The diner menu is a peculiar thing: It's meant to be scrutinized when one is, at best, hungover. But it's packed with a dizzying array of options that requires a sharp mind to parse. Its offerings are usually basic comforts, yet it has the comprehensiveness and heft of the Book of Deuteronomy. Do you go with the "Boss Hog" sandwich, with its puddle of BBQ sauce, or do you atone for whatever brought you to the diner in the first place by ordering the house salad?
It can be hard to pick the healthiest choice from a big menu, but that's what public health experts want us to do. Americans get more than a third of their calories from food prepared outside the home, and these meals tend to be more caloric, by a lot. The popularity of restaurants has risen in tandem with the obesity epidemic.
But restaurants have their own worries—like staying in business. It's fine if you order the $3 fruit cup instead of the $12 steak sandwich, but if too many people do that, your neighborhood Bread Zeppelin might close its doors. So if restaurants hawk healthy food, it has to be high-margin healthy food.
Brian Wansink, a Cornell University professor of food marketing, thinks that by hacking their menus, eateries can please themselves, their customers, and their customers' doctors. Here's how, according to a study he published recently in the International Journal of Hospitality Management:
- People don't always notice the healthy stuff—often our eyes jump directly toward the pasta or burgers. He recommends restaurants use graphics, color highlights, and creative fonts to attract attention to the vegetables and whole grains. Fancier places can use descriptors like "Chef's Recommendation" or "Traditional Favorite," which have been shown to increase consumption by 28 percent.
- Whatever you do, don't label the healthy stuff as "healthy"—in food psychology, that's a "red light" for the restaurant patron. ("If I wanted to be healthy I would have gone to Nine Inch Kales or Quinoas of the Stone Age!")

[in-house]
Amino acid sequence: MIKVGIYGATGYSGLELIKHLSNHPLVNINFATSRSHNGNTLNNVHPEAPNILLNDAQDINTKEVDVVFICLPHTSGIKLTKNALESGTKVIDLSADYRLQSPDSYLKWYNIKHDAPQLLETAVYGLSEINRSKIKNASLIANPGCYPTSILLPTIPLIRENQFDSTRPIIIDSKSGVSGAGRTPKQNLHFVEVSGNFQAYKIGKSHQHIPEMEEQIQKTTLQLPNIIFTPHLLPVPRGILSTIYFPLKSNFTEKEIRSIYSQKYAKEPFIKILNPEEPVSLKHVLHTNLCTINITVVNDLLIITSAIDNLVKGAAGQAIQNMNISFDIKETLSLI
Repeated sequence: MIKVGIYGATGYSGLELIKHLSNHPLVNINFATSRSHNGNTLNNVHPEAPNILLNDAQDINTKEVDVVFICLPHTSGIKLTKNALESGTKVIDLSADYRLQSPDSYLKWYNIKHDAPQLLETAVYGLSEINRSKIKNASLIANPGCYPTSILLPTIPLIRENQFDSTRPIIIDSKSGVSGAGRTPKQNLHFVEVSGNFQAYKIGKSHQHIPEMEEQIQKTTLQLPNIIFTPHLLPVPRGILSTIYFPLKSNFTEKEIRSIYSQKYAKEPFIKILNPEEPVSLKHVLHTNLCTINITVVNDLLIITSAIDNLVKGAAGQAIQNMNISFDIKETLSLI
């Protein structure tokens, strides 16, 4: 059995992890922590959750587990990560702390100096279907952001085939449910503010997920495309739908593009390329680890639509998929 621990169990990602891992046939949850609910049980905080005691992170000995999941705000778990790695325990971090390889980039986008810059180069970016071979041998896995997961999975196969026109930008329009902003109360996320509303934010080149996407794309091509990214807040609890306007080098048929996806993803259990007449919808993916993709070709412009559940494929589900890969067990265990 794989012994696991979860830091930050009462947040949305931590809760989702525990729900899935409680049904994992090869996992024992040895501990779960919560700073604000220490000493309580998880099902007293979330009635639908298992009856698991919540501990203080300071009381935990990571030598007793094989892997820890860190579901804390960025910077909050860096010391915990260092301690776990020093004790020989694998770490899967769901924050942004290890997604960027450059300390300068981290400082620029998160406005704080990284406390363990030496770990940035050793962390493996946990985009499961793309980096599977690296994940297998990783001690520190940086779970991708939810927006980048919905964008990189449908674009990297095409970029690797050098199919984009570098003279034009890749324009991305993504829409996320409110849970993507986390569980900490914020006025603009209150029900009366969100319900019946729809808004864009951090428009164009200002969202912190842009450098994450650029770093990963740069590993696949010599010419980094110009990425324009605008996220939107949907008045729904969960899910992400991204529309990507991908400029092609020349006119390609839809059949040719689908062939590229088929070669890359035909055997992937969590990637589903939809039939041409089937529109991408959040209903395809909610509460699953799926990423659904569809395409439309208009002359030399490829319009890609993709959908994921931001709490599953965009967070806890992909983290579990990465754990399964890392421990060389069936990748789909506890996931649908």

- Place healthy items at the four corners of the menu. People naturally scan menus like they do magazines.
- Put the healthy food at the tops and bottoms of columns—those items sell by 25 percent more.
- Give healthy, high-margin foods more attractive names by larding on the adjectives. "Succulent Italian Seafood Fillet," they point out, sells 28 percent more than "seafood salad."
- Use whole dollar figures ($14) rather than decimals ($14.00) to make things seem cheaper. Better yet, don't put the dollar sign at all: It helps if people don't think about how much they're paying for that melon slaw.
In summary, this is the menu that Wansink thinks could adequately push the good-for-you lunches:
Sure, it could use a little graphic design help. But according to Wansink, it's a good way of "1) shifting attention, 2) enhancing taste expectations, and 3) increasing perception of value" to get people to eat better. As he describes, it's a "win-win strategy." Hey, there's even a Happy Ending.